State-pri­vate part­ner­ship seen as at­trac­tive for star­tups

China Daily European Weekly - - COVER STORY - By AN­DREW MOODY

So­phie Bu says the State and the pri­vate sec­tor work­ing to­gether makes China an in­creas­ingly at­trac­tive place to start a busi­ness, par­tic­u­larly in the tech­nol­ogy sec­tor.

The 31-year-old, who has just re­turned from the United States where she stud­ied for an MBA at Stan­ford Uni­ver­sity, is a part­ner in Shan­non.AI, a Bei­jing-based tech­nol­ogy startup.

“There is a whole ecosys­tem of the gov­ern­ment and the mar­ket in China work­ing to­gether,” she says.

“Gov­ern­ment of­fi­cials and oth­ers might not have spe­cific knowl­edge of con­cepts such as ar­ti­fi­cial in­tel­li­gence, but they are will­ing to em­brace new ideas and en­able the tech­nol­ogy to de­velop.”

Her com­pany, which is based in the Zhong­guan­cun area of Bei­jing, which is of­ten de­scribed as China’s an­swer to Sil­i­con Val­ley, was founded in De­cem­ber by Li Ji­wei, 29, who also re­turned from Stan­ford; Shen Shen­jie, 30, who pre­vi­ously worked for a hedge fund in Lon­don; and He Hao­jie, 28. Bu joined in May.

The com­pany, which employs 80, of which a third are re­turnees, uses ar­ti­fi­cial in­tel­li­gence to de­liver fi­nan­cial in­for­ma­tion to clients.

Bu, who orig­i­nally grad­u­ated from Harbin In­sti­tute of Tech­nol­ogy in in­ter­ac­tive me­dia and who spent four years in Africa — in Kenya and Ethiopia — work­ing on de­vel­op­ment ini­tia­tives be­fore go­ing to Stan­ford, says the gov­ern­ment has placed a lot of em­pha­sis on fos­ter­ing a startup cul­ture in China.

“This ex­tends to all the dif­fer­ent prov­inces. There is fi­nan­cial sup­port avail­able, in­cu­ba­tor fa­cil­i­ties and var­i­ous com­pe­ti­tions you can en­ter,” she says.

Shan­non.AI se­cured ini­tial ven­ture cap­i­tal fund­ing of $3 mil­lion (2.6 mil­lion eu­ros; £2.3 mil­lion) and raised $18 mil­lion in a sec­ond round of fund­ing at the end of Septem­ber.

“If you go back 10 years, there were not a lot of VCs in China and no­body had heard of (busi­ness) an­gel in­vestors, but now it is very ac­tive,” she says.

“Now the mar­ket is very fast-mov­ing. There are few places in the world where you can build a new busi­ness and it be­comes vi­able in a short space of time. There is a huge mar­ket here, and it is easy to test busi­ness ideas here.”

Jef­frey Tow­son, manag­ing part­ner of in­vest­ment and ad­vi­sory com­pany Tow­son Cap­i­tal and a pro­fes­sor of in­vest­ment at Pek­ing Uni­ver­sity’s Guanghua School of Man­age­ment, says China now has a stronger en­trepreneurial cul­ture than the US.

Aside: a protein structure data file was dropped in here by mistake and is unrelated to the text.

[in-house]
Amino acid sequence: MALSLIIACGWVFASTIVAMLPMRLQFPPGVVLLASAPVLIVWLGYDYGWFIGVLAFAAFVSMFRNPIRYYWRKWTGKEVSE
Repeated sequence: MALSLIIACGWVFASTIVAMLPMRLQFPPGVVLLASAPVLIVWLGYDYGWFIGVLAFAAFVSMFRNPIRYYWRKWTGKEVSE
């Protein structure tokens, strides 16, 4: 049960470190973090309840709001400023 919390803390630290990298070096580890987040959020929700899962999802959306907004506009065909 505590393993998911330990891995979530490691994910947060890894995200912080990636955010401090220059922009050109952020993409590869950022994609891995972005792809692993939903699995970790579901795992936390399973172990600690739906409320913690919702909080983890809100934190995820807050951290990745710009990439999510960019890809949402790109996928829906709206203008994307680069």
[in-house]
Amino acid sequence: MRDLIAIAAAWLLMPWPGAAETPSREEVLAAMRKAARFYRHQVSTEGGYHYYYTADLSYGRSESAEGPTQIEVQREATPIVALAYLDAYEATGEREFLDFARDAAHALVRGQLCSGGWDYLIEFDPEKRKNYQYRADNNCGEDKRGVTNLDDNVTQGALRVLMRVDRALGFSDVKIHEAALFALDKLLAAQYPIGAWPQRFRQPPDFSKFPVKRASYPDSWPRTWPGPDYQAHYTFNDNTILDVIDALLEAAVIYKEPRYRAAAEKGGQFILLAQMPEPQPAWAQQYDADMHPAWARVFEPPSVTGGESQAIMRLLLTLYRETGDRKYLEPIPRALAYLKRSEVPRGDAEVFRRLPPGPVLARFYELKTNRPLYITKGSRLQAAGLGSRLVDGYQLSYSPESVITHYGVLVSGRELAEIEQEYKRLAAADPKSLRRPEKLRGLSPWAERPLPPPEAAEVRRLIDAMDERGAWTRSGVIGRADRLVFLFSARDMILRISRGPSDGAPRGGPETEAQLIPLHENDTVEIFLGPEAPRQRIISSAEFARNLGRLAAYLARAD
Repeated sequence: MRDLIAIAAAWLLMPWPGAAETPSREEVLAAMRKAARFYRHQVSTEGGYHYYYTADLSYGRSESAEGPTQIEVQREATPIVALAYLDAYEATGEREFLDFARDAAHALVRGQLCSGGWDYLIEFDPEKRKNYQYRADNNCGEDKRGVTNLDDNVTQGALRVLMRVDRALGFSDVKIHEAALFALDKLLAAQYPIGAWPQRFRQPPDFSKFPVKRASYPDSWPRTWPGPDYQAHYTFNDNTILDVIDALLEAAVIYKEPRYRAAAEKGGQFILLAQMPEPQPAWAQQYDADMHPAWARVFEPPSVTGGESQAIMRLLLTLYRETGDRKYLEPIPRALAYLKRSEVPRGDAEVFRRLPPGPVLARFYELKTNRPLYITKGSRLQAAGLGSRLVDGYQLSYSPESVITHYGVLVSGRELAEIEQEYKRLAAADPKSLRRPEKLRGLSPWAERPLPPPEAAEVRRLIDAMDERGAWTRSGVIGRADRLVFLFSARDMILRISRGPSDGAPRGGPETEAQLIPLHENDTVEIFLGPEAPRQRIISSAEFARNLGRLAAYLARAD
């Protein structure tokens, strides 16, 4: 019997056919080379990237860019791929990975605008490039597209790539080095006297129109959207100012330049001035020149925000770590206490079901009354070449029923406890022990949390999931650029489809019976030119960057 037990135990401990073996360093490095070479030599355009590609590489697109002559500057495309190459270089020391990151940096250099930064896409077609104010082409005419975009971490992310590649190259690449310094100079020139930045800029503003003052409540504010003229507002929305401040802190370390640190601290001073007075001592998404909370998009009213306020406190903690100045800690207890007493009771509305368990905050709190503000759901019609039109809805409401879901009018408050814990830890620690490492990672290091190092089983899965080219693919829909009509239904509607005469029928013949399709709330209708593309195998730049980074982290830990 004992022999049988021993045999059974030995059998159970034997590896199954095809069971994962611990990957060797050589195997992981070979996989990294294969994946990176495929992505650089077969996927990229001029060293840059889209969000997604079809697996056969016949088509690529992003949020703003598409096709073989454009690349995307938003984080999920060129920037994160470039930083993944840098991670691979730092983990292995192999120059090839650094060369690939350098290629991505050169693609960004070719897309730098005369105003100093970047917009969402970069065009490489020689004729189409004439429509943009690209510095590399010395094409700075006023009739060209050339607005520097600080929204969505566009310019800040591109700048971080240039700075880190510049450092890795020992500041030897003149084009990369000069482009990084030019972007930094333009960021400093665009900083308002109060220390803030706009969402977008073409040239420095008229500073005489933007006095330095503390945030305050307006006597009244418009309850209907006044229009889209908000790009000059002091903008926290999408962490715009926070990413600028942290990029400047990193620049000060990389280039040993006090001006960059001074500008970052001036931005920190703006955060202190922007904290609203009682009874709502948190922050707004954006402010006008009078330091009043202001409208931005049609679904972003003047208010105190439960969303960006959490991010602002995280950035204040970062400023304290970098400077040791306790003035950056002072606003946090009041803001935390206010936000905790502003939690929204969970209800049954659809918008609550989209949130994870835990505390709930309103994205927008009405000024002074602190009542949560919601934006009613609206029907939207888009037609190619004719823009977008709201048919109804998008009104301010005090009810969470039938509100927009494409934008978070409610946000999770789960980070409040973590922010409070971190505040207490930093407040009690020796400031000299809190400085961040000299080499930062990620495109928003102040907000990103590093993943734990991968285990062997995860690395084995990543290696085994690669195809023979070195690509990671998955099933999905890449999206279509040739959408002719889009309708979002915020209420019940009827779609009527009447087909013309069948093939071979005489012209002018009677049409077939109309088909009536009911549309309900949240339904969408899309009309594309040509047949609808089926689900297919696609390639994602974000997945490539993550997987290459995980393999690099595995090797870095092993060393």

“It is the fe­roc­ity of com­pe­ti­tion that is strik­ing. Sil­i­con Val­ley seems slow and sleepy com­pared to dig­i­tal China,” he says.

“Ven­ture cap­i­tal­ists all say that Chi­nese star­tups are more re­silient. They also do not tend to die. If it doesn’t work out, they turn off the heat in the of­fice and try to turn things round.”

Li at Shan­non.AI, who has a doc­tor­ate in com­puter sci­ence from Stan­ford, says the dy­namism of China’s tech­nol­ogy sec­tor is be­gin­ning to worry the US. Ac­cord­ing to a re­cent Fi­nan­cial Times re­port, US Pres­i­dent Don­ald Trump was urged by a se­nior im­mi­gra­tion ad­viser to stop is­su­ing visas for Chi­nese stu­dents to study in the US.

“There is a per­ceived threat that Chi­nese tal­ent en­ter­ing the United States will be bring­ing Amer­i­can se­crets back to China,” he says.

“I have stud­ied in the US and have many Amer­i­can friends. When I re­cently ap­plied for a visa, I found that it was checked (re­ferred) in­stead of be­ing rou­tinely is­sued, which was very un­usual. Oth­ers, I know, have had sim­i­lar ex­pe­ri­ences re­cently.”

Li says it would be bet­ter if there was col­lab­o­ra­tion be­tween China, the US and across the world in new tech­nol­ogy sec­tors.

“Most peo­ple in this sec­tor at­tend con­fer­ences around the world where they share ideas. In an area like ar­ti­fi­cial in­tel­li­gence, how­ever, it would be real hard to cut China out even if you wanted to.”

Bu, mean­while, says the Chi­nese tech­nol­ogy sec­tor con­tin­ues to thrive through a mix of State di­rec­tion with na­tional strate­gies such as Made in China 2025 and the dy­namism of the sci­en­tific and tech­no­log­i­cal com­mu­nity.

“These na­tional strate­gies, com­bined with a vi­brant pri­vate sec­tor, are a very ef­fec­tive com­bi­na­tion,” she says.

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